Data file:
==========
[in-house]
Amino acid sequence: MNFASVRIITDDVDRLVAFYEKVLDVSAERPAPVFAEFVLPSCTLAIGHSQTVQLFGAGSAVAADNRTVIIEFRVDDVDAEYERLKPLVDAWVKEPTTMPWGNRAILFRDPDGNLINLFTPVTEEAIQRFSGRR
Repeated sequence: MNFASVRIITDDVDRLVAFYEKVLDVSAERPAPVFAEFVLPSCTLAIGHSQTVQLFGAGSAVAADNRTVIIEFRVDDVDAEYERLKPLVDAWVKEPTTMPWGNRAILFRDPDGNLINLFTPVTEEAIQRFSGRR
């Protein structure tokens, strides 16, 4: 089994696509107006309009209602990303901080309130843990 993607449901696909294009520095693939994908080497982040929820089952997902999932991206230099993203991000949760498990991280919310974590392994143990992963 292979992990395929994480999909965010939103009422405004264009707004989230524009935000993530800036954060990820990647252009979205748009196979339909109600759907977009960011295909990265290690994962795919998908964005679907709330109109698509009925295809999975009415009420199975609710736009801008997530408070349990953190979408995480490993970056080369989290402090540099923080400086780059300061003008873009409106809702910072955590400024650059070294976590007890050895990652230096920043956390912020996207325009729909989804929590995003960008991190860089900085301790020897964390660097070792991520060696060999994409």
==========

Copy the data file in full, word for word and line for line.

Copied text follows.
[in-house]
Amino acid sequence: MNFASVRIITDDVDRLVAFYEKVLDVSAERPAPVFAEFVLPSCTLAIGHSQTVQLFGAGSAVAADNRTVIIEFRVDDVDAEYERLKPLVDAWVKEPTTMPWGNRAILFRDPDGNLINLFTPVTEEAIQRFSGRR
Repeated sequence: MNFASVRIITDDVDRLVAFYEKVLDVSAERPAPVFAEFVLPSCTLAIGHSQTVQLFGAGSAVAADNRTVIIEFRVDDVDAEYERLKPLVDAWVKEPTTMPWGNRAILFRDPDGNLINLFTPVTEEAIQRFSGRR
């Protein structure tokens, strides 16, 4: 089994696509107006309009209602990303901080309130843990 993607449901696909294009520095693939994908080497982040929820089952997902999932991206230099993203991000949760498990991280919310974590392994143990992963 292979992990395929994480999909965010939103009422405004264009707004989230524009935000993530800036954060990820990647252009979205748009196979339909109600759907977009960011295909990265290690994962795919998908964005679907709330109109698509009925295809999975009415009420199975609710736009801008997530408070349990953190979408995480490993970056080369989290402090540099923080400086780059300061003008873009409106809702910072955590400024650059070294976590007890050895990652230096920043956390912020996207325009729909989804929590995003960008991190860089900085301790020897964390660097070792991520060696060999994409």